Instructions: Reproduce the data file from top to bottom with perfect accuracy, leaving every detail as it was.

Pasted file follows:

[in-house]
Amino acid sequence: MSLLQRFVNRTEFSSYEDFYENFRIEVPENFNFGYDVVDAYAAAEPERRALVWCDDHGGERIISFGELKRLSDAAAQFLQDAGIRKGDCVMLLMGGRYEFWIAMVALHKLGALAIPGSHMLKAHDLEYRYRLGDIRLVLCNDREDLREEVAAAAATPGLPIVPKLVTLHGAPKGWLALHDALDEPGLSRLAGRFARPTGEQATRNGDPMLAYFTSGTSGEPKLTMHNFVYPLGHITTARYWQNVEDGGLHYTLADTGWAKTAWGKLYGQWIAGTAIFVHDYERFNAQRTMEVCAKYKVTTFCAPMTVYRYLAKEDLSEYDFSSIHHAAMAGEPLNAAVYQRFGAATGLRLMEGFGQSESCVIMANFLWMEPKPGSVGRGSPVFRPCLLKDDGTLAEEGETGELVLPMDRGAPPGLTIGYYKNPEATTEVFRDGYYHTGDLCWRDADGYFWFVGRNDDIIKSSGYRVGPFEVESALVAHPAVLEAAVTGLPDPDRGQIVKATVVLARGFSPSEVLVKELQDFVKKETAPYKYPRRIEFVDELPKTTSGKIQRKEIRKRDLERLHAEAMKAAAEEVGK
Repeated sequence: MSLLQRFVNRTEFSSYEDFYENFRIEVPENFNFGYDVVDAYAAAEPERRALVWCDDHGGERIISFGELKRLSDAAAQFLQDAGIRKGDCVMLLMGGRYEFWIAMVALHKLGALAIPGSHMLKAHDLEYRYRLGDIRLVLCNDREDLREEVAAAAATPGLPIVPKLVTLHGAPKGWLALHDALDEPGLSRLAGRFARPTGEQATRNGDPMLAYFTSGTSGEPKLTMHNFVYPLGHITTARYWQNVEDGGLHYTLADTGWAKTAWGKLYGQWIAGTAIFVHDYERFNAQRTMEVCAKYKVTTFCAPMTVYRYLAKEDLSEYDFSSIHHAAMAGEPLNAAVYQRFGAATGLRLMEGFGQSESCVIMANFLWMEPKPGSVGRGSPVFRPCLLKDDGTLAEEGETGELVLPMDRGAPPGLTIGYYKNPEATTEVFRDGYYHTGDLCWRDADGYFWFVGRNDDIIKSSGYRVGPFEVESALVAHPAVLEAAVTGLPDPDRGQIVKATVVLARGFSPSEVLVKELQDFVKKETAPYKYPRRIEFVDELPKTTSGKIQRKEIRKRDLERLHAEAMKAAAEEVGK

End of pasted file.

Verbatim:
[in-house]
Amino acid sequence: MSLLQRFVNRTEFSSYEDFYENFRIEVPENFNFGYDVVDAYAAAEPERRALVWCDDHGGERIISFGELKRLSDAAAQFLQDAGIRKGDCVMLLMGGRYEFWIAMVALHKLGALAIPGSHMLKAHDLEYRYRLGDIRLVLCNDREDLREEVAAAAATPGLPIVPKLVTLHGAPKGWLALHDALDEPGLSRLAGRFARPTGEQATRNGDPMLAYFTSGTSGEPKLTMHNFVYPLGHITTARYWQNVEDGGLHYTLADTGWAKTAWGKLYGQWIAGTAIFVHDYERFNAQRTMEVCAKYKVTTFCAPMTVYRYLAKEDLSEYDFSSIHHAAMAGEPLNAAVYQRFGAATGLRLMEGFGQSESCVIMANFLWMEPKPGSVGRGSPVFRPCLLKDDGTLAEEGETGELVLPMDRGAPPGLTIGYYKNPEATTEVFRDGYYHTGDLCWRDADGYFWFVGRNDDIIKSSGYRVGPFEVESALVAHPAVLEAAVTGLPDPDRGQIVKATVVLARGFSPSEVLVKELQDFVKKETAPYKYPRRIEFVDELPKTTSGKIQRKEIRKRDLERLHAEAMKAAAEEVGK
Repeated sequence: MSLLQRFVNRTEFSSYEDFYENFRIEVPENFNFGYDVVDAYAAAEPERRALVWCDDHGGERIISFGELKRLSDAAAQFLQDAGIRKGDCVMLLMGGRYEFWIAMVALHKLGALAIPGSHMLKAHDLEYRYRLGDIRLVLCNDREDLREEVAAAAATPGLPIVPKLVTLHGAPKGWLALHDALDEPGLSRLAGRFARPTGEQATRNGDPMLAYFTSGTSGEPKLTMHNFVYPLGHITTARYWQNVEDGGLHYTLADTGWAKTAWGKLYGQWIAGTAIFVHDYERFNAQRTMEVCAKYKVTTFCAPMTVYRYLAKEDLSEYDFSSIHHAAMAGEPLNAAVYQRFGAATGLRLMEGFGQSESCVIMANFLWMEPKPGSVGRGSPVFRPCLLKDDGTLAEEGETGELVLPMDRGAPPGLTIGYYKNPEATTEVFRDGYYHTGDLCWRDADGYFWFVGRNDDIIKSSGYRVGPFEVESALVAHPAVLEAAVTGLPDPDRGQIVKATVVLARGFSPSEVLVKELQDFVKKETAPYKYPRRIEFVDELPKTTSGKIQRKEIRKRDLERLHAEAMKAAAEEVGK